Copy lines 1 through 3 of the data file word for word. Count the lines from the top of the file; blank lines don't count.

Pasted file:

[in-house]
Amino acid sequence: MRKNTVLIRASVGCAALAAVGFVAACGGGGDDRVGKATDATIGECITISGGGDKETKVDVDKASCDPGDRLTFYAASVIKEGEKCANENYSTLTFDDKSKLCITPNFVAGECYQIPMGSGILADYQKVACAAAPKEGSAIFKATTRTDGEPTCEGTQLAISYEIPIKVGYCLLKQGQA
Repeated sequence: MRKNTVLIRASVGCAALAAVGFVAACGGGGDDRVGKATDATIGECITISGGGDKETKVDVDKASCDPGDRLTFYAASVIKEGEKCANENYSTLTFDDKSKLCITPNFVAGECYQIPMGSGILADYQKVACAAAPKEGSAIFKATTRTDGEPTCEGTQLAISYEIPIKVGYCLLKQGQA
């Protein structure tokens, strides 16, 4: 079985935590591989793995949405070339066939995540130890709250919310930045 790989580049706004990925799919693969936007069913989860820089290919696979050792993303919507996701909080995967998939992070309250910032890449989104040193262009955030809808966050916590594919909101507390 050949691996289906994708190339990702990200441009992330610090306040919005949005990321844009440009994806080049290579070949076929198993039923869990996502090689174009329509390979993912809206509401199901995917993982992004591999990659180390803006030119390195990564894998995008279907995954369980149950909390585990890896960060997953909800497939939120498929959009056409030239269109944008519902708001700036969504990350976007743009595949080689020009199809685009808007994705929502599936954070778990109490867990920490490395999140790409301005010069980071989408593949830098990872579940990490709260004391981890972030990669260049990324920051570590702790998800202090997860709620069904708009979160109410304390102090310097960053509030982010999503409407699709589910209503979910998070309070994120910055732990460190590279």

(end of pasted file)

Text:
[in-house]
Amino acid sequence: MRKNTVLIRASVGCAALAAVGFVAACGGGGDDRVGKATDATIGECITISGGGDKETKVDVDKASCDPGDRLTFYAASVIKEGEKCANENYSTLTFDDKSKLCITPNFVAGECYQIPMGSGILADYQKVACAAAPKEGSAIFKATTRTDGEPTCEGTQLAISYEIPIKVGYCLLKQGQA
Repeated sequence: MRKNTVLIRASVGCAALAAVGFVAACGGGGDDRVGKATDATIGECITISGGGDKETKVDVDKASCDPGDRLTFYAASVIKEGEKCANENYSTLTFDDKSKLCITPNFVAGECYQIPMGSGILADYQKVACAAAPKEGSAIFKATTRTDGEPTCEGTQLAISYEIPIKVGYCLLKQGQA